* Feeling responsible for the wellbeing and mood of others.

* Taking on peoples’ suffering.

* Measuring her worth by her competence.

* Feeling guilty and at fault when things go wrong and felt compelled to fix situations that are unresolved.

When she was not able to solve a problem or lift someone’s mood she often felt guilty, powerless and flawed.

Supporting someone who is in distress often involves allowing that person to have their discomfort while being with them in a caring way without rescuing or making it all better. This is often difficult for someone who has an exaggerated sense of responsibility. Taking on too much responsibility can prevent you from reaching out for support and paying attention to your needs.

RECOGNIZING AND CHALLENGING OUTDATED ROLES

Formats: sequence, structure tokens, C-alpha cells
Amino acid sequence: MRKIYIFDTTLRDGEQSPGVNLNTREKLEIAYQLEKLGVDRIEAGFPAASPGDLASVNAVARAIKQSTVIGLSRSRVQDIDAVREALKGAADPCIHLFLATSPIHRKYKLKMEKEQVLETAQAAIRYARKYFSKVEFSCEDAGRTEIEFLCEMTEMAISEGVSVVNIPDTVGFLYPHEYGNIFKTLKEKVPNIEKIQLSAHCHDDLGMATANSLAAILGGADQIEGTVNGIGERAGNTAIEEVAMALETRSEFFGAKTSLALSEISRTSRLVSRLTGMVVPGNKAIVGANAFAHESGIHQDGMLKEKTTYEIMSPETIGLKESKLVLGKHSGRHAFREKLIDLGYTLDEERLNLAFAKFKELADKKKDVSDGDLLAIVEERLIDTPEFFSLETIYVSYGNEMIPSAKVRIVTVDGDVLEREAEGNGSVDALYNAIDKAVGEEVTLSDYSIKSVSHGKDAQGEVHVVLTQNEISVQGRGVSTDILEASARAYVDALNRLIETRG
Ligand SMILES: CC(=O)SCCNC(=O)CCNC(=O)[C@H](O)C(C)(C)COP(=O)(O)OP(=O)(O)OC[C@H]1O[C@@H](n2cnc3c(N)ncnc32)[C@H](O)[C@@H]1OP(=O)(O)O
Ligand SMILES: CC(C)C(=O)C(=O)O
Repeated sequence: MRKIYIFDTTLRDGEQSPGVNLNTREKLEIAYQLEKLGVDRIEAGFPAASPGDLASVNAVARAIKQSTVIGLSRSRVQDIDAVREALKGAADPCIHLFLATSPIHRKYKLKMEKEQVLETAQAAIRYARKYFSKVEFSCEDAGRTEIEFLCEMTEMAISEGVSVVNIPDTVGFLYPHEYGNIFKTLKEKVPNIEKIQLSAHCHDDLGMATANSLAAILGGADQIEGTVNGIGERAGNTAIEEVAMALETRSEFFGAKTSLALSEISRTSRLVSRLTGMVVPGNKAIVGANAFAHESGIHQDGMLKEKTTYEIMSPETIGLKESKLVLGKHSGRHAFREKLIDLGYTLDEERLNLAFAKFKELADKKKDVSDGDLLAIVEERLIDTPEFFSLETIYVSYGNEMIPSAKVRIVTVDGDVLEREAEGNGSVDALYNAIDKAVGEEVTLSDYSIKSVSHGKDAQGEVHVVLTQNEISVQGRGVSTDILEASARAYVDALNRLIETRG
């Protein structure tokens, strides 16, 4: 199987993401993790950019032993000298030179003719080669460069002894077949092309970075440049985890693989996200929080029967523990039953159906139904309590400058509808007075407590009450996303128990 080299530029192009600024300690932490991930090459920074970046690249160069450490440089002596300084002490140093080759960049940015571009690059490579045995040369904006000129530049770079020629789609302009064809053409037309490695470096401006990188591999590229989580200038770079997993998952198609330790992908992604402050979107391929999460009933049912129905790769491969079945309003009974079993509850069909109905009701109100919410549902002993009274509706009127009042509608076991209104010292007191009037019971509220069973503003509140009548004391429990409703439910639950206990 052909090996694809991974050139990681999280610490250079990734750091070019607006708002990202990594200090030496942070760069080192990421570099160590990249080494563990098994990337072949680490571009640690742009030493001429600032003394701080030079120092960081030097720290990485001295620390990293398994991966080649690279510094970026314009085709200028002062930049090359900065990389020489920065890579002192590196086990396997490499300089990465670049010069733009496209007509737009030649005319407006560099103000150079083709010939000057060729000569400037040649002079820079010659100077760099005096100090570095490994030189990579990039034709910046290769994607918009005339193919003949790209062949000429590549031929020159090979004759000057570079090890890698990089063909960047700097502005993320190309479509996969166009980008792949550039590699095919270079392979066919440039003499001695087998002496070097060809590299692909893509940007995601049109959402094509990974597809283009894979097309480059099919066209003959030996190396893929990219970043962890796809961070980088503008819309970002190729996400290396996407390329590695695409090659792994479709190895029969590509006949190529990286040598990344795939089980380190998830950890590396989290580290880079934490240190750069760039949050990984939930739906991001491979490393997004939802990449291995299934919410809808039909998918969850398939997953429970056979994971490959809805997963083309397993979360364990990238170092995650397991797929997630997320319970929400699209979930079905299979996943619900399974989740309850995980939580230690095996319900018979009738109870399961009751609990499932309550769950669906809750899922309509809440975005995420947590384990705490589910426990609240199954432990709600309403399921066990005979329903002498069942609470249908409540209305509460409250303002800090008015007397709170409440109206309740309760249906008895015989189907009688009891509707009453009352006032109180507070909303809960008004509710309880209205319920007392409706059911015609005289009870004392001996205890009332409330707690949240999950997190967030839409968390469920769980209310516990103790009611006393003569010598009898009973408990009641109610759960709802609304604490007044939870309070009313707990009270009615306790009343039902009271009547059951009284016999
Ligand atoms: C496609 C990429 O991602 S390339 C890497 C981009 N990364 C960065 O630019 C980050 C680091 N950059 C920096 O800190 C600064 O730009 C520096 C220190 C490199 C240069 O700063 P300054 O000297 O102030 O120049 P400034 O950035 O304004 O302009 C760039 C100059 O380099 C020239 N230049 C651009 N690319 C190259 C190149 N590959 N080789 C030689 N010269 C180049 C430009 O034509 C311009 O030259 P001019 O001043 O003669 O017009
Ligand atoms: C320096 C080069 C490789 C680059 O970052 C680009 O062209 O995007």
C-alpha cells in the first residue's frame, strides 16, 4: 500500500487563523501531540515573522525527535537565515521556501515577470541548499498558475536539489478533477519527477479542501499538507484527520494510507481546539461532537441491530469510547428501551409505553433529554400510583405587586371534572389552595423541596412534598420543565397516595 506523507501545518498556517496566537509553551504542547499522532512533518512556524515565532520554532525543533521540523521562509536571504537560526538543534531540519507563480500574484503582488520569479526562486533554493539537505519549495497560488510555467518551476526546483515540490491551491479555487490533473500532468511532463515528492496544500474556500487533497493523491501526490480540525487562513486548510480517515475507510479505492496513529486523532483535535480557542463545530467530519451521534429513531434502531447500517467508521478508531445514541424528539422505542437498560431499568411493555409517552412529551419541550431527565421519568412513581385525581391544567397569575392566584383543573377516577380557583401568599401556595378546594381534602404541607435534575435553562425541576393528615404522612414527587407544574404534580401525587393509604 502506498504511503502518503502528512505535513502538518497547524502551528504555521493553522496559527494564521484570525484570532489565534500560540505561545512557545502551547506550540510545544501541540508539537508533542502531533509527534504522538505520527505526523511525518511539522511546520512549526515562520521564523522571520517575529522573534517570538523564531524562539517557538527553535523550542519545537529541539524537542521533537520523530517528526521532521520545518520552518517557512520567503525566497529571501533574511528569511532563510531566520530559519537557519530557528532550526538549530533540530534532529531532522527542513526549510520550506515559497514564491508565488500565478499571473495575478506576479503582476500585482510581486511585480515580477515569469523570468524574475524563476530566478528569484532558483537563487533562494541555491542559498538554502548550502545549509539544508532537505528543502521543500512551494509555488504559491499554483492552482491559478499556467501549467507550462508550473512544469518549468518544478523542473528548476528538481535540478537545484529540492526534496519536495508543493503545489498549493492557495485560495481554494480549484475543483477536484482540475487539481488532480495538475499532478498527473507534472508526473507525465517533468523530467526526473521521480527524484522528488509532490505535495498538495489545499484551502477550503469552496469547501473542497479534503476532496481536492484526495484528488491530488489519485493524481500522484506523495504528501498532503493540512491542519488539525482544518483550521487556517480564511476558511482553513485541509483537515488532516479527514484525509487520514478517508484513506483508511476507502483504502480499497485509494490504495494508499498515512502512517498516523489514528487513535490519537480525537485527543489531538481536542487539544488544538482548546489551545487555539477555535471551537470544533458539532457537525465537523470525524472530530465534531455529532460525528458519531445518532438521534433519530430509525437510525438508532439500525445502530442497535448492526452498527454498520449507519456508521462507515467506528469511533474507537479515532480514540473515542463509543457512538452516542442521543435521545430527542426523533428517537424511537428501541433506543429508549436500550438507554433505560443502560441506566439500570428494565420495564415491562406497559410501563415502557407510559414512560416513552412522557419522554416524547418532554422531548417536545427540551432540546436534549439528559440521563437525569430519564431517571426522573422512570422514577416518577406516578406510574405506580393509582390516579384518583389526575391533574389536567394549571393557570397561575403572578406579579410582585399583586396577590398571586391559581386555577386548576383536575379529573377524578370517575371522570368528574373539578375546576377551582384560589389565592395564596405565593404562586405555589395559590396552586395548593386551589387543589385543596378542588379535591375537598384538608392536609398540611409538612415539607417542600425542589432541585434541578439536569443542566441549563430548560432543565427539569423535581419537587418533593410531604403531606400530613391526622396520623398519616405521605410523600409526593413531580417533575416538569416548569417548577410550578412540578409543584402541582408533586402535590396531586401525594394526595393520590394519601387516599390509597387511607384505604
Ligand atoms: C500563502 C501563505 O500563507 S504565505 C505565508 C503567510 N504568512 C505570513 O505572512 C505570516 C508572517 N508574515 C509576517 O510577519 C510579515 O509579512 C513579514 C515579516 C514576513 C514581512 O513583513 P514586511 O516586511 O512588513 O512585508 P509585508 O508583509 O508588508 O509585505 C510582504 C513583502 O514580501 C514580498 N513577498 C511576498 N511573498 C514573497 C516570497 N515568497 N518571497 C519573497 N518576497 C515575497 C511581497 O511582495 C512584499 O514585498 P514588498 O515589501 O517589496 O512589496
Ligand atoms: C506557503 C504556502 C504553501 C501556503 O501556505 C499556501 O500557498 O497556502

Susan grew up with a lot of adult responsibility. She looked after her younger siblings and helped her parents with the family business. She learned early on to put their others needs before her own needs. Her sense of identity and self worth was defined by being responsible, dependable and strong for others. This led Susan to overlook her needs and limits and get overly invested in fixing people’s problems.  

We tend to re-create familiar roles from upbringing in the workplace.

Over time, Susan recognized how her role as the responsible one in her family was impacting her work style and self-care. She saw that her expectations were unrealistic and how her assumptions were not relevant to her adult life.

FENDING OFF OUTDATED THREATS